She had ridden in a few charity races 15 years ago but hadn’t sat on a racehorse for over 10 years. So when she was asked to consider putting her name forward for the St. Patrick’s Derby at the Cheltenham Festival last March Clonmel woman Wendy Normile eventually agreed but only after a lot of persuasion.
She took part in the race to raise funds for Cancer Research UK and that struck a chord with Wendy - the daughter of Pat (Patricia) and Alan Normile from Marlfield – as her brother Alan had died from bowel cancer in December 2010.
From over 100 applications to ride in the race she was one of the 12 chosen and her mount Prince of Fire, owned by JP McManus and trained by Charlie Swan, finished third. More importantly she raised more than £53,000 sterling for the charity.
Her fundraising efforts were rewarded last month when Wendy was invited to the Cancer Research UK Thank You Lunch at the House of Lords in London, when she learned that she was one of the highest individual fundraisers for the charity over the last year.
“I was delighted with the invitation. It was a nice reward and a great honour. It was a lovely day and a lovely tribute to Alan”.
Her brother was just 36 when he succumbed to cancer almost two years ago, leaving behind his wife Lucy and their three young children, all of whom were under the age of 7. The couple trained a string of racehorses just outside Perth in Scotland where Lucy continues to train successfully and raise her young family.
“The experience of riding in the St. Patrick’s Derby was amazing and it was a great tribute to Alan, who adored Cheltenham. Although this charity is based in Britain the research undertaken by Cancer Research UK benefits people worldwide as everybody has been touched by cancer in some way”, says Wendy, who lives in Fethard and works as secretary to the manager at the world-famous Coolmore Stud.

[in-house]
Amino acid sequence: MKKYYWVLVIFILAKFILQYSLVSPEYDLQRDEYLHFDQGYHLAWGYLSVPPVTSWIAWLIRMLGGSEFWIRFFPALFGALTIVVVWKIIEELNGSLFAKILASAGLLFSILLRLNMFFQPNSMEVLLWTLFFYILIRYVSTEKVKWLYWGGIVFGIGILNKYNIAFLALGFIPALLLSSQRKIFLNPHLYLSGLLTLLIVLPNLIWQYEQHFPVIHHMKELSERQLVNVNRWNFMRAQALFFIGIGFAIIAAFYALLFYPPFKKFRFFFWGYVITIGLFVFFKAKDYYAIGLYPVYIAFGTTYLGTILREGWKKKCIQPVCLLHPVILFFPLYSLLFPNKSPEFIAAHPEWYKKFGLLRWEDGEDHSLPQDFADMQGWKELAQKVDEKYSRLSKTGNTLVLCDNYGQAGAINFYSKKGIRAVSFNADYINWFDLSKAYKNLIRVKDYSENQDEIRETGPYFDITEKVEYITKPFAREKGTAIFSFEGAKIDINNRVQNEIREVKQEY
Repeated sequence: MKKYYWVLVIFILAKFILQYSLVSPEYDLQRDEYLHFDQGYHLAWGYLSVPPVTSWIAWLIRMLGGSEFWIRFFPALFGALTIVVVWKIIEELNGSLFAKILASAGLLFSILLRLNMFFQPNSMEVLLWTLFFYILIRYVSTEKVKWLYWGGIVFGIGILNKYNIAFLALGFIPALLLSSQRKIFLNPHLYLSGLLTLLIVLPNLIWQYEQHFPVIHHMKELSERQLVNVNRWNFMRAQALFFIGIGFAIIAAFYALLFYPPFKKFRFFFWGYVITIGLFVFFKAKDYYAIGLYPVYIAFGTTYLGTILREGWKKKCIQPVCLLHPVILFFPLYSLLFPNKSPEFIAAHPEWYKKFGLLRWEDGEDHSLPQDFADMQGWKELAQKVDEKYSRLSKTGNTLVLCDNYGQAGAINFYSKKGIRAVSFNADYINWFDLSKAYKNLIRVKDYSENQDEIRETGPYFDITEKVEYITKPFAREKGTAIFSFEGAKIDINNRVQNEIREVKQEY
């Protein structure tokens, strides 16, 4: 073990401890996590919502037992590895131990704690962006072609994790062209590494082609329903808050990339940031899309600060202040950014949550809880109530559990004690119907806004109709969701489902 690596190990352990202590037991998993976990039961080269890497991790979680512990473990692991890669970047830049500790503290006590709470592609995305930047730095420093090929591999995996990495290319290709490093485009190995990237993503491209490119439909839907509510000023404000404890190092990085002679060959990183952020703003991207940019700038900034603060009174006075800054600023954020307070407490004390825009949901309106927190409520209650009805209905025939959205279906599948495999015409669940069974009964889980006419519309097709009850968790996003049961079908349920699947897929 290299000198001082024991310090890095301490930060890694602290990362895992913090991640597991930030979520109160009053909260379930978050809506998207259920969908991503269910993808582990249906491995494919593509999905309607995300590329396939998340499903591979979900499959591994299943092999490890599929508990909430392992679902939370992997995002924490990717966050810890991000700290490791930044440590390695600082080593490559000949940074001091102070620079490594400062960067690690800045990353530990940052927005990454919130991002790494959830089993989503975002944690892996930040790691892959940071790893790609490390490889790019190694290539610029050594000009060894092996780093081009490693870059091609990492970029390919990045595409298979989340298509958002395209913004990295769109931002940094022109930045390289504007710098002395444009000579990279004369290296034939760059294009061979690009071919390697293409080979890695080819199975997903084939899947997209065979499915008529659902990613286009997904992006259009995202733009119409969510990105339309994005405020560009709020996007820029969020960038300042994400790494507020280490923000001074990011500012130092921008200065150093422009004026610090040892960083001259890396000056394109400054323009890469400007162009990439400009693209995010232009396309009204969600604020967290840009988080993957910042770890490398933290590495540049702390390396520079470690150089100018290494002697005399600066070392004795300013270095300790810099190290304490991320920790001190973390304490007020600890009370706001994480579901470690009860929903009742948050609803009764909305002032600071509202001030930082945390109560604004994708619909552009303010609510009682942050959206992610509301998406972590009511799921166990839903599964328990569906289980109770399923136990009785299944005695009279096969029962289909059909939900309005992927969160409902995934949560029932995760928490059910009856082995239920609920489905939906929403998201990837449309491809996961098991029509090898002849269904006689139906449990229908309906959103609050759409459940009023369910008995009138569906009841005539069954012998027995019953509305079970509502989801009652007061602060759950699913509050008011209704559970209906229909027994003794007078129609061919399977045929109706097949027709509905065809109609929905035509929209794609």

Cancer Research UK, which doesn’t receive any Government funding, brings together the world’s leading scientists in their efforts to find a cure for cancer.
In addition to riding in the charity race she organised other fundraisers including a charity auction night in Moyglass and a coffee morning, as well as setting up a donation page on the website Justgiving.com
She had great support from her family, friends, work colleagues in Coolmore and business associates, as well as people she had worked with in the United States 20 years ago.
“People have been so generous. Even the taxi driver who took me to the House of Lords told me to donate the fare to the charity”, she says.
Wendy also had great assistance from trainer Michael Mouse Morris and was allowed to prepare for the race at his Everardsgrange stables in Fethard, where she had worked in the office some years ago.
The lunch at the House of Lords on 19th September was hosted by Lord Evans of Watford. The guest list included 60 people who had supported Cancer Research UK by either organising fundraising events or participating in various activities themselves.
Guests were also addressed by Dr. Harpal Kumar, Cancer Research UK Chief Executive, who told them that their support had enabled the charity to lead world research in discovering and developing newer, kinder treatments while moving closer to finding a cure for the disease - Cancer Research UK has helped double the survival rate of cancer sufferers in 40 years.
This was followed by a short speech by one of the scientists involved in Cancer Research who gave an update on some cancer treatments and their advancements.